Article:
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R v Webbe-Wong: A Reminder of the Frailties of Cross-Racial Identification Evidence

J Papoff


Abstract

 

On its own merits, eyewitness evidence is problematic and poses challenges to the truth-finding function of Canada’s legal system.  Every individual, and thus every eyewitness, is affected by biases and prejudices that can make it more difficult to assess who or what was seen at the time a crime took place.  This paper will explain that reliability issues with eyewitness testimony are aggravated by cross-racial bias, a phenomenon which causes eyewitness identifications to be less reliable when the witness is of a different race than the identified individual.  In doing so, it will examine the 2022 case of R v Webbe-Wong (2022 ONCJ 423) to underscore that even credible, convincing, and well-intentioned eyewitnesses can be mistaken as a result of cross-racial bias.  This paper will conclude by advocating for a strategy which couples revised mandatory jury instructions with a stronger reliance on expert testimony.  This approach will hopefully raise awareness of cross-racial bias, reduce wrongful convictions, and improve the Canadian justice system’s truth-finding function.

 

Keywords: eyewitness evidence; cross-racial bias; cross-race effect; cross-racial identification; wrongful convictions; eyewitness testimony; racial prejudice; biases; prejudice; expert evidence; expert testimony; jury instructions; mandatory instructions.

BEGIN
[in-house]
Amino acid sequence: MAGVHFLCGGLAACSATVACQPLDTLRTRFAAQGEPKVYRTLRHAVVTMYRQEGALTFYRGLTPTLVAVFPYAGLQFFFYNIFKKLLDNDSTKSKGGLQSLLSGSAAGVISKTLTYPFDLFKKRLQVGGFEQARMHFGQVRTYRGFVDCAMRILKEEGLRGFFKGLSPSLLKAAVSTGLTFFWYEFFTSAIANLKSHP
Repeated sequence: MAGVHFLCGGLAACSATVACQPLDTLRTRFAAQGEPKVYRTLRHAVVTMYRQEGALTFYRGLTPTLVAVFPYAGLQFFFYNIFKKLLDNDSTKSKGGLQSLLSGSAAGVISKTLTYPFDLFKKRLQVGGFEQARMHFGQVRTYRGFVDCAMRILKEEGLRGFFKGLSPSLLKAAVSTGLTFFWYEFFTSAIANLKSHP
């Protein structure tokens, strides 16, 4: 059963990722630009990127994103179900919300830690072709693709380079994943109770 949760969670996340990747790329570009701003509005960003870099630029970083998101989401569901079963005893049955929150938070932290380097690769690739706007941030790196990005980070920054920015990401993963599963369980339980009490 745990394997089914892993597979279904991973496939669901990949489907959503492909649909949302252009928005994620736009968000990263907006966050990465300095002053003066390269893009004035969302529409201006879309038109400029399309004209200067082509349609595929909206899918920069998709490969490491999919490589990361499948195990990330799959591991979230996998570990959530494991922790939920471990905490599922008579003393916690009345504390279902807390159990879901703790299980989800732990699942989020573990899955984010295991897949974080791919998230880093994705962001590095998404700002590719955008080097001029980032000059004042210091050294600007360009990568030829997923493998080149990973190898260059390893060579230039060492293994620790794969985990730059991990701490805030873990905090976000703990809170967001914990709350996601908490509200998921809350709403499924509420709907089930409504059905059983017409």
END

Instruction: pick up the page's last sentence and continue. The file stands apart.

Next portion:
General Issues with Eyewitness Identification Evidence

Even in the best of circumstances, eyewitness identification evidence is problematic.  Its dangers include, though are not limited to, vulnerability to “psychological and physiological factors”[1] and the potential for “credible, consistent and convinced [witnesses] . . . [to] still be mistaken.”[2]  It is my position that these problems are exacerbated in cases involving cross-racial eyewitness identification. Cross-racial identification is “the perception that members of one race tend to think that members of another race ‘all look alike.’”[3]  Even without environmental factors such as “distance and poor lighting” and physical factors like “vision, hearing, attention and intoxication”[4] muddying the accuracy of an eyewitness’s account, the “cross-race effect,”[5] also known as “cross-racial bias”[6] continues to cause cross-racial identifications to be “less accurate than same race identifications.”[7] This bias ultimately obscures the truth-finding function of the legal system.

 

R v Webbe-Wong

The 2022 decision of the Ontario Court of Justice in R v Webbe-Wong[8] involved a racialized man who was charged with possession of a stolen motor vehicle.  The case rested entirely on whether the accused, Mr. Webbe-Wong, was the man identified at the scene by Detective Constable (“DC”) Kevin Sarjoo.[9]  For the Court, Justice R. Wright applied case law principles to assess the reliability of DC Sarjoo’s eyewitness identification, spending time to discuss the reliability shortcomings of cross-racial identification.[10]  Ultimately, Mr. Webbe-Wong’s charges were dismissed because DC Sarjoo’s eyewitness identification was insufficiently reliable.[11]  The Court noted that an “honestly held belief cannot be conflated with reliability.”[12] 

 

Issues with Cross-Racial Eyewitness Identification Evidence